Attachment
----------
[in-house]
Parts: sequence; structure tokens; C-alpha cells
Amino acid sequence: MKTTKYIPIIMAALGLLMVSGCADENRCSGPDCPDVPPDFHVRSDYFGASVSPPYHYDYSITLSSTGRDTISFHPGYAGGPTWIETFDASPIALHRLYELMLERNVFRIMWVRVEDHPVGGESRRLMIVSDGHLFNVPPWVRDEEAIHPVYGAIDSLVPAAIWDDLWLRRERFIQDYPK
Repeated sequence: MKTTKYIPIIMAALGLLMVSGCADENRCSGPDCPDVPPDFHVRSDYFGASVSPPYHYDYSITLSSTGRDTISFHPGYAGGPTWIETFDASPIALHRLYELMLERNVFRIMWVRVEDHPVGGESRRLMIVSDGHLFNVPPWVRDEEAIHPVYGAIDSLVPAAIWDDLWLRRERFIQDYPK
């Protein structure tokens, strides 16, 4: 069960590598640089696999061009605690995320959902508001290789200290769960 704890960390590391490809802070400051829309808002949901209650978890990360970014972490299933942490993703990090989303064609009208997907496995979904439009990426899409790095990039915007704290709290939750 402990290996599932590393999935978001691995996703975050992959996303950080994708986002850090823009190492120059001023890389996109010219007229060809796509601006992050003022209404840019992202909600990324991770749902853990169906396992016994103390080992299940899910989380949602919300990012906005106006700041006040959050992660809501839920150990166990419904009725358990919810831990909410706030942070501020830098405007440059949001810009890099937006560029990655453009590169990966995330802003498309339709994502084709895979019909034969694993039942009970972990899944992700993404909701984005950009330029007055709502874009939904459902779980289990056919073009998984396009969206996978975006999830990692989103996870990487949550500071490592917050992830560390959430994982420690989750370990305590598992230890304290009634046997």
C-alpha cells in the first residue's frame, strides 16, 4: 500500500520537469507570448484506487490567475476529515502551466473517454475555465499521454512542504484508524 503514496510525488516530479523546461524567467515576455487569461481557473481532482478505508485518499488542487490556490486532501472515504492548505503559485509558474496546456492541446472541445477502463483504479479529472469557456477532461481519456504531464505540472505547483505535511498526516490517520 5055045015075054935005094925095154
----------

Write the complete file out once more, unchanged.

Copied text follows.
[in-house]
Parts: sequence; structure tokens; C-alpha cells
Amino acid sequence: MKTTKYIPIIMAALGLLMVSGCADENRCSGPDCPDVPPDFHVRSDYFGASVSPPYHYDYSITLSSTGRDTISFHPGYAGGPTWIETFDASPIALHRLYELMLERNVFRIMWVRVEDHPVGGESRRLMIVSDGHLFNVPPWVRDEEAIHPVYGAIDSLVPAAIWDDLWLRRERFIQDYPK
Repeated sequence: MKTTKYIPIIMAALGLLMVSGCADENRCSGPDCPDVPPDFHVRSDYFGASVSPPYHYDYSITLSSTGRDTISFHPGYAGGPTWIETFDASPIALHRLYELMLERNVFRIMWVRVEDHPVGGESRRLMIVSDGHLFNVPPWVRDEEAIHPVYGAIDSLVPAAIWDDLWLRRERFIQDYPK
């Protein structure tokens, strides 16, 4: 069960590598640089696999061009605690995320959902508001290789200290769960 704890960390590391490809802070400051829309808002949901209650978890990360970014972490299933942490993703990090989303064609009208997907496995979904439009990426899409790095990039915007704290709290939750 402990290996599932590393999935978001691995996703975050992959996303950080994708986002850090823009190492120059001023890389996109010219007229060809796509601006992050003022209404840019992202909600990324991770749902853990169906396992016994103390080992299940899910989380949602919300990012906005106006700041006040959050992660809501839920150990166990419904009725358990919810831990909410706030942070501020830098405007440059949001810009890099937006560029990655453009590169990966995330802003498309339709994502084709895979019909034969694993039942009970972990899944992700993404909701984005950009330029007055709502874009939904459902779980289990056919073009998984396009969206996978975006999830990692989103996870990487949550500071490592917050992830560390959430994982420690989750370990305590598992230890304290009634046997």
C-alpha cells in the first residue's frame, strides 16, 4: 500500500520537469507570448484506487490567475476529515502551466473517454475555465499521454512542504484508524 503514496510525488516530479523546461524567467515576455487569461481557473481532482478505508485518499488542487490556490486532501472515504492548505503559485509558474496546456492541446472541445477502463483504479479529472469557456477532461481519456504531464505540472505547483505535511498526516490517520 5055045015075054935005094925095154